Taking care of your knives is very important, no matter if you use your knives regularly or if you collect them and keep them in long term storage.
Below we hope you will find some useful suggestions to keep your knives maintained in the best condition possible.
The Regularly Used Field Knife
Long Term Storage of Collectable Knives.
Diving and Underwater Use
A regularly used knife should always be kept in a sharpened and clean condition. Unsharpened knives can be more dangerous to use.
A knife is a tool and should be cared for the same as any other tool. A knife's purpose is to cut, maintain a regular sharpening schedule to keep it in a ready to use state. A dull knife requires more pressure asserted to perform its task which also means more of a chance of slippage and injury.
After cleaning your knife, avoid touching the blade with your hands. Your body contains salts and acids that are harmful to metal, use a dry cloth (cotton is preferred) if possible whenever you need to touch the blade.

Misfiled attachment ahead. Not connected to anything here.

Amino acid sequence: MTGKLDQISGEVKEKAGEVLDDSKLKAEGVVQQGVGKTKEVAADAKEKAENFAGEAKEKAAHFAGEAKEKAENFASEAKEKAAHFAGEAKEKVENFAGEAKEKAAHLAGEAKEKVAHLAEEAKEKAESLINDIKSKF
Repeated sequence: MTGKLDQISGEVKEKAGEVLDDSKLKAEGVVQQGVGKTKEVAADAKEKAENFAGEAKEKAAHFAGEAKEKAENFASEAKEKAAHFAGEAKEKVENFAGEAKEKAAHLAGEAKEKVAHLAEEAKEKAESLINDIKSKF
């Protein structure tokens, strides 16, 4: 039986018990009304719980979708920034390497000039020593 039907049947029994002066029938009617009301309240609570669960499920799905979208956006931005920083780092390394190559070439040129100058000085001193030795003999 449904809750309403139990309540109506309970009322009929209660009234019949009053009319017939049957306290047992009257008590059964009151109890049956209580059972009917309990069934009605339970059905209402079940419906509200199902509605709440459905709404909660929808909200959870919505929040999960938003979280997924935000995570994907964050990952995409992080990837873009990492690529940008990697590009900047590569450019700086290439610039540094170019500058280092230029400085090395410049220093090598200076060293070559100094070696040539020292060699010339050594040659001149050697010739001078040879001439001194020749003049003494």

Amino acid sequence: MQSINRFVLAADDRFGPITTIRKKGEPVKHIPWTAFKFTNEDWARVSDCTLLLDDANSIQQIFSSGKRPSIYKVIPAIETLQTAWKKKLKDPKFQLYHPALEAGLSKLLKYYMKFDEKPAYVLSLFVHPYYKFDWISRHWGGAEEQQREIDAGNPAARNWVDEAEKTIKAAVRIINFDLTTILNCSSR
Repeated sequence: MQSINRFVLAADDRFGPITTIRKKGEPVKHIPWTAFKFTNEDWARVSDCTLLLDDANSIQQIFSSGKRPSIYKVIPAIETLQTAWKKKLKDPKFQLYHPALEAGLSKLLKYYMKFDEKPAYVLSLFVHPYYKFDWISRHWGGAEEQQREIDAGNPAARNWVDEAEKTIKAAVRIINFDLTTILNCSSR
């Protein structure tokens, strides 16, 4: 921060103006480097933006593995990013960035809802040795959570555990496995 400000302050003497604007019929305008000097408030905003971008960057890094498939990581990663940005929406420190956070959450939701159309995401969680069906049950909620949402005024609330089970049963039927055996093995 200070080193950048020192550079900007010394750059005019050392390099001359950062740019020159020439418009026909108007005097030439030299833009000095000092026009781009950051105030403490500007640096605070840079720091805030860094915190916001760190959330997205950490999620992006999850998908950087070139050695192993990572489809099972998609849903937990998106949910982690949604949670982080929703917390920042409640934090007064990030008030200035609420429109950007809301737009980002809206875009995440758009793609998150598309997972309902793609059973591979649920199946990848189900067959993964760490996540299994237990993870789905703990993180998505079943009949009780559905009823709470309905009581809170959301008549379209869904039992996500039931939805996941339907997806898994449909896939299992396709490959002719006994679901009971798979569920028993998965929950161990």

After the cleaning always make sure that you apply a light coat of light oil such as a knife oil or sewing machine oil, it is the most essential maintenance task to perform. Oil will keep your metal areas free from rust and oxidation.
Fixed Blade Knives
Fixed blade knives should be cleaned, oiled and sharpened if it is a knife that is used.
If it is a collection knife and will be stored over long periods of time it should be stored at a comfortable room temperature with as little humidity as possible. Never store fixed blade collectors knives in the sheaths, just sliding the knife into a sheath can sometimes scratch it and reduce its value. Sheaths such as leather should always be stored in a separate area away from the knife itself. Leather will retain some moisture creating a humid condition, especially within an enclosed area such as a display case or storage cabinet.
Generally it is a good idea to store collection knives where it is dry, well ventilated, and where the temperature does not vary much. Avoid such places as basements, attics, or closets that are closed and or damp. The temperature that is comfortable for you is usually a good temperature for them.